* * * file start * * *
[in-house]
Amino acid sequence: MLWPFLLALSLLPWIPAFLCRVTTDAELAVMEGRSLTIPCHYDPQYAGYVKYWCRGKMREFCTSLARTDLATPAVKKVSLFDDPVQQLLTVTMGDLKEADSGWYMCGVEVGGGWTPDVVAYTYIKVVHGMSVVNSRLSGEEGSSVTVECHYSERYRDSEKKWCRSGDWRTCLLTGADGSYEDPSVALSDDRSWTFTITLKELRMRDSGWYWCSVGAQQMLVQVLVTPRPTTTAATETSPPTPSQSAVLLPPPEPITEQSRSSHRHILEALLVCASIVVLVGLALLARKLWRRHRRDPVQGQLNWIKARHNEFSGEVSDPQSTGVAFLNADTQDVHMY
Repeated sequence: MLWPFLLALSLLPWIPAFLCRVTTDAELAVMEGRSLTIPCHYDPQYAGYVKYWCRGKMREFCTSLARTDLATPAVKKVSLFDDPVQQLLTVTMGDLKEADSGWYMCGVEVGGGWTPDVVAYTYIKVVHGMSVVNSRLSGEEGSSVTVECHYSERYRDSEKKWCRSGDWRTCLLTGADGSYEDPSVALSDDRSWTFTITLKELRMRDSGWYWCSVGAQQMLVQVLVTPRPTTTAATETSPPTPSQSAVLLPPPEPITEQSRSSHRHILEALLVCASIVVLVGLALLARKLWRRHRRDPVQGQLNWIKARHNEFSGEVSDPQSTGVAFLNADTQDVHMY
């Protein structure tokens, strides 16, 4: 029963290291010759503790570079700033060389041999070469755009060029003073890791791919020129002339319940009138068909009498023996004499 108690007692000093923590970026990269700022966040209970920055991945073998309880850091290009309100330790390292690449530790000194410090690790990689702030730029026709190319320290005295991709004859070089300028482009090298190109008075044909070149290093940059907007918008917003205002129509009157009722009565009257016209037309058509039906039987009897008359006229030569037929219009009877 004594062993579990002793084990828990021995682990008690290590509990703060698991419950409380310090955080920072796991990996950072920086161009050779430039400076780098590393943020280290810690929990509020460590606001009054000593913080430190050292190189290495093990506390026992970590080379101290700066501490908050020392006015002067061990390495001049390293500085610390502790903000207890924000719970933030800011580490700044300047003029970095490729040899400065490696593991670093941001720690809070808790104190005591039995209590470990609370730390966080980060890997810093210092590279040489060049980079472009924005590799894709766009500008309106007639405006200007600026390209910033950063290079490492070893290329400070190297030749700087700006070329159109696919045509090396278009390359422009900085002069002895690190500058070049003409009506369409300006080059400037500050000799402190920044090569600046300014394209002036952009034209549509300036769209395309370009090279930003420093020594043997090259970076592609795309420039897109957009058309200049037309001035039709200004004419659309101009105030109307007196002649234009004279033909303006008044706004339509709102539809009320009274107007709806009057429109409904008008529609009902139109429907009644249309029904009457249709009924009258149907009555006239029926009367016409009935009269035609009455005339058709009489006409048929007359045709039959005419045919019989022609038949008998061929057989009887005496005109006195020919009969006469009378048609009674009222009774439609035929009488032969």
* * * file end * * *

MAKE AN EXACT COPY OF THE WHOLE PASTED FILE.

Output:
[in-house]
Amino acid sequence: MLWPFLLALSLLPWIPAFLCRVTTDAELAVMEGRSLTIPCHYDPQYAGYVKYWCRGKMREFCTSLARTDLATPAVKKVSLFDDPVQQLLTVTMGDLKEADSGWYMCGVEVGGGWTPDVVAYTYIKVVHGMSVVNSRLSGEEGSSVTVECHYSERYRDSEKKWCRSGDWRTCLLTGADGSYEDPSVALSDDRSWTFTITLKELRMRDSGWYWCSVGAQQMLVQVLVTPRPTTTAATETSPPTPSQSAVLLPPPEPITEQSRSSHRHILEALLVCASIVVLVGLALLARKLWRRHRRDPVQGQLNWIKARHNEFSGEVSDPQSTGVAFLNADTQDVHMY
Repeated sequence: MLWPFLLALSLLPWIPAFLCRVTTDAELAVMEGRSLTIPCHYDPQYAGYVKYWCRGKMREFCTSLARTDLATPAVKKVSLFDDPVQQLLTVTMGDLKEADSGWYMCGVEVGGGWTPDVVAYTYIKVVHGMSVVNSRLSGEEGSSVTVECHYSERYRDSEKKWCRSGDWRTCLLTGADGSYEDPSVALSDDRSWTFTITLKELRMRDSGWYWCSVGAQQMLVQVLVTPRPTTTAATETSPPTPSQSAVLLPPPEPITEQSRSSHRHILEALLVCASIVVLVGLALLARKLWRRHRRDPVQGQLNWIKARHNEFSGEVSDPQSTGVAFLNADTQDVHMY
């Protein structure tokens, strides 16, 4: 029963290291010759503790570079700033060389041999070469755009060029003073890791791919020129002339319940009138068909009498023996004499 108690007692000093923590970026990269700022966040209970920055991945073998309880850091290009309100330790390292690449530790000194410090690790990689702030730029026709190319320290005295991709004859070089300028482009090298190109008075044909070149290093940059907007918008917003205002129509009157009722009565009257016209037309058509039906039987009897008359006229030569037929219009009877 004594062993579990002793084990828990021995682990008690290590509990703060698991419950409380310090955080920072796991990996950072920086161009050779430039400076780098590393943020280290810690929990509020460590606001009054000593913080430190050292190189290495093990506390026992970590080379101290700066501490908050020392006015002067061990390495001049390293500085610390502790903000207890924000719970933030800011580490700044300047003029970095490729040899400065490696593991670093941001720690809070808790104190005591039995209590470990609370730390966080980060890997810093210092590279040489060049980079472009924005590799894709766009500008309106007639405006200007600026390209910033950063290079490492070893290329400070190297030749700087700006070329159109696919045509090396278009390359422009900085002069002895690190500058070049003409009506369409300006080059400037500050000799402190920044090569600046300014394209002036952009034209549509300036769209395309370009090279930003420093020594043997090259970076592609795309420039897109957009058309200049037309001035039709200004004419659309101009105030109307007196002649234009004279033909303006008044706004339509709102539809009320009274107007709806009057429109409904008008529609009902139109429907009644249309029904009457249709009924009258149907009555006239029926009367016409009935009269035609009455005339058709009489006409048929007359045709039959005419045919019989022609038949008998061929057989009887005496005109006195020919009969006469009378048609009674009222009774439609035929009488032969």